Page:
x Abu Dhabi, UAEThursday 27 July 2017

Progress threatens rare UAE rock drawings

The threat to petroglyph sites has become more urgent by manufacturing plants and garages in Fujairah city moving to an expanded industrial zone near Wadi al Hayl.

Salah Ali Hassan, the head Archeologist of Fujairah Museum & Rock Art explains ancient drawings at Wadi Sahm in Fujairah, under threat from expanding manufacturing plants.
Salah Ali Hassan, the head Archeologist of Fujairah Museum & Rock Art explains ancient drawings at Wadi Sahm in Fujairah, under threat from expanding manufacturing plants.

FUJAIRAH // Some are mere scratches on a rock surface, others depict indigenous animals, such as camels, hyaenas and leopards. There are human stick figures too, some riding horses, others engaged in battle.

These rare ancient petroglyphs, or rock art, can be found scattered across the mountainous terrains of the UAE, in Fujairah, Ras al Khaimah and Hatta, and across other parts of the Arab world.

These treasures are thousands of years old and are believed to date back to the Iron age, between 1300BC to 300BC, with some from the late pre-Islamic period. However, they are disappearing at an alarming rate as more road and rock-crushing projects take over the mountains.

"They should be taken more seriously and treated like national treasures," said Salah Ali Hassan, who has been the resident archaeologist at Fujairah Museum since it opened in 1991.

"While we may not know the exact meaning behind them, they are beautiful, and are rare paintings from the past."

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Mr Hassan and his associate, Dr Michele Ziolkowski, have rescued hundreds of petroglyphs from the deepest valleys in Fujairah alone. They brought the smaller ones into the museum and fenced off the larger versions so they would be protected from construction projects.

But their efforts are not enough, which is why Mr Hassan is planning to raise the issue of rock art at an upcoming archeology symposium in Al Ain in March.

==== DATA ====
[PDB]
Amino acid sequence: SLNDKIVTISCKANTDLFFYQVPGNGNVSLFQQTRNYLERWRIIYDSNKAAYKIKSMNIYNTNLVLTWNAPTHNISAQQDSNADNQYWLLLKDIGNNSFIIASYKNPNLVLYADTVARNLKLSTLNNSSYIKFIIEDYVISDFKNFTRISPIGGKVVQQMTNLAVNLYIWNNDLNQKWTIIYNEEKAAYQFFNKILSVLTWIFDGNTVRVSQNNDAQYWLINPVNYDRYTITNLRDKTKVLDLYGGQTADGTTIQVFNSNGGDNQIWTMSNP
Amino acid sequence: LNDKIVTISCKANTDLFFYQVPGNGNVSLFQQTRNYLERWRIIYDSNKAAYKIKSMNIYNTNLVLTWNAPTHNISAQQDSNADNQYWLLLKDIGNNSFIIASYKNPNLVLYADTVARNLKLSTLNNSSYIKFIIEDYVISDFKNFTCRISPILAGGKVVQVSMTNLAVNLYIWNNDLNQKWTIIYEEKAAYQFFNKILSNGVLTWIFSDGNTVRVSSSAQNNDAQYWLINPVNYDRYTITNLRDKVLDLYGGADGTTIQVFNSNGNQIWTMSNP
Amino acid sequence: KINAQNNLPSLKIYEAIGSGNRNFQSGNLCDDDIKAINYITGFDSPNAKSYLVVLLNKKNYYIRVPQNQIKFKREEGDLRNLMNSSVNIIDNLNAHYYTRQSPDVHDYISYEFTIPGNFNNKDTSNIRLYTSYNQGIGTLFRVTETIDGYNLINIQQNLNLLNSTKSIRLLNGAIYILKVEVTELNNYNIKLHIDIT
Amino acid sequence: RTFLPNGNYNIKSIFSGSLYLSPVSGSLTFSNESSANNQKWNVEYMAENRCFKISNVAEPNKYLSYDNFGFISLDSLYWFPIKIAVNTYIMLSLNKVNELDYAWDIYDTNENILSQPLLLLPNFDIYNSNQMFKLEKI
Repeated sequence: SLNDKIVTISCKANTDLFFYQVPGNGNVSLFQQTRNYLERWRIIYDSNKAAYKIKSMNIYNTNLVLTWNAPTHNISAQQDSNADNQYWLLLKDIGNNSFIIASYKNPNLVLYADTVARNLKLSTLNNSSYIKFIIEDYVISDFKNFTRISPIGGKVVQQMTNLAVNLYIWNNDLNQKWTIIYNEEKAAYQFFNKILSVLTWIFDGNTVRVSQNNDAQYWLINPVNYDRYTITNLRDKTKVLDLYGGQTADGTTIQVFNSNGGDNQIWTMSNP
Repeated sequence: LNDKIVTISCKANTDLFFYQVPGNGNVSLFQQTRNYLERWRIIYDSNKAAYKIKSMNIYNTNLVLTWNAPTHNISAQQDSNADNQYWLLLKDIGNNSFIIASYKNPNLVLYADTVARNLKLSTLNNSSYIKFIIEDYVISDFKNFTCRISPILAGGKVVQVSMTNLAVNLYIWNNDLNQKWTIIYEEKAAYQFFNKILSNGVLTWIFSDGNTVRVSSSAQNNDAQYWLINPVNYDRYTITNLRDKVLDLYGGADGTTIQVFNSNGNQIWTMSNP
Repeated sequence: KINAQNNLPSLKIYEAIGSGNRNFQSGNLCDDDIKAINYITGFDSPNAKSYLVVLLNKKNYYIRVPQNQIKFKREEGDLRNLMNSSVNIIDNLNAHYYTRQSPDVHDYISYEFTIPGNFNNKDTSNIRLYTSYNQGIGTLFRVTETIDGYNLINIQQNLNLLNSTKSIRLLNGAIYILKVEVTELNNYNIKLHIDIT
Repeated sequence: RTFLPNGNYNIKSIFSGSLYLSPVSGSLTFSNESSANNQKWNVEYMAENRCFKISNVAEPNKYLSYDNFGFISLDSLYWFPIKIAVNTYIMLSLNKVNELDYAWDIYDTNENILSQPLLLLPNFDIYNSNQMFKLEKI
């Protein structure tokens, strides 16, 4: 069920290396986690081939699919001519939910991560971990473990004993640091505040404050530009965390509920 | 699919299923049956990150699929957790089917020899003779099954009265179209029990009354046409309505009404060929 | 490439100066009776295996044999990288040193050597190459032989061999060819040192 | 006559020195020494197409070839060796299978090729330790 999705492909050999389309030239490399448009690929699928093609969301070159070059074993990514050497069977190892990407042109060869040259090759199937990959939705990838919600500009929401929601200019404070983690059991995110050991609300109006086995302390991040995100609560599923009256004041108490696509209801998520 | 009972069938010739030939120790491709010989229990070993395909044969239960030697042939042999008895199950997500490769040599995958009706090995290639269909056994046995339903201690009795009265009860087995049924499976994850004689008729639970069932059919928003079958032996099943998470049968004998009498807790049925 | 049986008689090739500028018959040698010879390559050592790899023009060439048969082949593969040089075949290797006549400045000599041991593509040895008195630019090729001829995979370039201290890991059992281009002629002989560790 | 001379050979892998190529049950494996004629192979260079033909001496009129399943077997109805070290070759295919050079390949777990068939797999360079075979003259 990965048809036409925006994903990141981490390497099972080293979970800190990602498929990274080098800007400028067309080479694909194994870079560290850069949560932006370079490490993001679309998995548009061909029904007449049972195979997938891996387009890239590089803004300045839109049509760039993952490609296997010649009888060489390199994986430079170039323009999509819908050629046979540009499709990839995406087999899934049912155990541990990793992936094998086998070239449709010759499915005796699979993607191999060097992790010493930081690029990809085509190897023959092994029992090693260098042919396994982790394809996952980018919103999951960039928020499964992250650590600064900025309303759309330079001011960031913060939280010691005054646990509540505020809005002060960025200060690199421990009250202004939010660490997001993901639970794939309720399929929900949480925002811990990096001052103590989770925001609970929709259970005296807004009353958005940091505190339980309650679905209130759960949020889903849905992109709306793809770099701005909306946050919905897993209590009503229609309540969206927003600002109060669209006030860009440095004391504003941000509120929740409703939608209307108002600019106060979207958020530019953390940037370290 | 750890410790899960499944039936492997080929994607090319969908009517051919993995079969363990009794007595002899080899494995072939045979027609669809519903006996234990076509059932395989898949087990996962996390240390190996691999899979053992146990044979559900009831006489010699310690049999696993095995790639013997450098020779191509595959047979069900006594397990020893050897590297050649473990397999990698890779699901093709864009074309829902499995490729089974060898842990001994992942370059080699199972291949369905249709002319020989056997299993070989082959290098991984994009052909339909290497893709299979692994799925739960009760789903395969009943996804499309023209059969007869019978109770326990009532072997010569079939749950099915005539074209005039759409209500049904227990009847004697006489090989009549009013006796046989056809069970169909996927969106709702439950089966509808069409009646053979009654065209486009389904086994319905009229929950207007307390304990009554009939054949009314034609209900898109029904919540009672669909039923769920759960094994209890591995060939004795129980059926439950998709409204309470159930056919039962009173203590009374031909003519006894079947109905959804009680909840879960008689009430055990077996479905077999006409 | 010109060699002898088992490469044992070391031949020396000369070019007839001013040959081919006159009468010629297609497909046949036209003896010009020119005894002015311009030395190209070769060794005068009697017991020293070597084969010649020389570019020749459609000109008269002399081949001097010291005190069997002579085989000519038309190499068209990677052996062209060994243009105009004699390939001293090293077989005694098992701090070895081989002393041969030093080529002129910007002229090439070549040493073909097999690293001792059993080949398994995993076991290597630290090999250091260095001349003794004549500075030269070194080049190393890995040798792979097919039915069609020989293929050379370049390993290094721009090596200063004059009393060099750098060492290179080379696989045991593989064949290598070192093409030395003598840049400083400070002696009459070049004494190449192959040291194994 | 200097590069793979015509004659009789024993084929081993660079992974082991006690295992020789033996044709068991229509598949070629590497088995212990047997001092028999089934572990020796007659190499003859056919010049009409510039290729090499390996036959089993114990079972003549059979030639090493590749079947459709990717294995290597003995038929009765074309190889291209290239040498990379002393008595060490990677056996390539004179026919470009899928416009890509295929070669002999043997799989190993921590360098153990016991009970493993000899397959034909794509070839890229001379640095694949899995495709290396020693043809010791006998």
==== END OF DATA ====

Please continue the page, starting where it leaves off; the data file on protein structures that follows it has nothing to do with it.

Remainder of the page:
The team is hoping the issue of protecting them can be taken up "nationally".

"Raising awareness about them at the national level is critical for their survival," Mr Hassan said.

"When they were first discovered in the late 1980s, they were hard to get to, and it would take days to reach any of them," he said. "But now, with roads cut into the mountains, they are more accessible. That is both good and bad. They should be carefully opened up to visitors who are interested in rock art and turned into touristic sites."

The threat to petroglyph sites was made more urgent last week when it was announced that manufacturing plants and garages in Fujairah city would be moved to an expanded industrial zone near Wadi al Hayl, an area of Fujairah that contains more than 100 petroglyphs.

Dr Ziolkowski, who has been documenting the petroglyphs to a large extent on her own, is hoping for national co-operation.

"The first step is to create a national database of all the rock-art sites, where the experts should be allowed to go to a site and survey it before construction begins to protect and mark the petroglyphs," she said.

For now, fences built around the pieces of history have helped protect many of them against destruction, but a long-term solution has to be enforced, explained Dr Ziolkowski.

"Who will make sure that mistakes are not made on a construction site where all these bulldozers and dynamites around?" she said.

The motifs on display at the museum include clear, deep etchings, such as Wadi al Hayl's dotted hyaena drawn over a one-metre long solid rock. Just beyond al Farfar village in Wadi Saham, 45 minutes away past a series of cordoned-off prehistoric burial sites, stands one impressive isolated petroglyph in its original setting.

The panel depicts what appears to be a battle or hunting scene. Some figures bear missing or exaggerated features - they may have giant fingers or an oversized head - suggesting they represent a "godly like figure".

Some experts suggest they represent a lost language or provide simply directions to another location. They may be historic records of legendary figures and battles or evidence of cults.

"We can't say anything for certain," said Mr Hassan. "This is a relatively new area of study, and so rock art needs more research and dedication."

There are about 60 known rock-art sites in the Emirates, with many believed to have already been lost due to quarries and construction.

Several years ago when a road was being planned through an area called Hassat al Risoom, which translates to "rock with drawings", the locals objected and had the project stopped.

"When people found out they will be losing their ancestor's petroglyphs, they reacted. So that is what we need, on a national level," Dr Ziolkowski said.

 

rghazal@thenational.ae